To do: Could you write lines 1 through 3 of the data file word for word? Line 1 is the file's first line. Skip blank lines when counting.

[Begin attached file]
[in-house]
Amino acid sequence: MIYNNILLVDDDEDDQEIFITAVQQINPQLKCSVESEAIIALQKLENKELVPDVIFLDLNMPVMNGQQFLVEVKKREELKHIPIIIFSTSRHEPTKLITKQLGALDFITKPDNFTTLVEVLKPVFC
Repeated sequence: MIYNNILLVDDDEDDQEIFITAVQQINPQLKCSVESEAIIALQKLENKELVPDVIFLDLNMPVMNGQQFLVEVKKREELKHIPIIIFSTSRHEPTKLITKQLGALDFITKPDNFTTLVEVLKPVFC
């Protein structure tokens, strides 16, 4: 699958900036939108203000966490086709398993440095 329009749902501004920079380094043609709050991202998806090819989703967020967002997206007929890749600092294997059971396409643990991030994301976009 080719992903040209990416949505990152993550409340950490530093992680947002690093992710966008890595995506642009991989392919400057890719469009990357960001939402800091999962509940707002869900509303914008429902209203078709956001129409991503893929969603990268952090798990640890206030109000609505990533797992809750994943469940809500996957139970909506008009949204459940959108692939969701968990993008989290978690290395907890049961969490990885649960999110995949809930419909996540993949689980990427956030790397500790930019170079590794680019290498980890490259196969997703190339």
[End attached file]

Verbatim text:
[in-house]
Amino acid sequence: MIYNNILLVDDDEDDQEIFITAVQQINPQLKCSVESEAIIALQKLENKELVPDVIFLDLNMPVMNGQQFLVEVKKREELKHIPIIIFSTSRHEPTKLITKQLGALDFITKPDNFTTLVEVLKPVFC
Repeated sequence: MIYNNILLVDDDEDDQEIFITAVQQINPQLKCSVESEAIIALQKLENKELVPDVIFLDLNMPVMNGQQFLVEVKKREELKHIPIIIFSTSRHEPTKLITKQLGALDFITKPDNFTTLVEVLKPVFC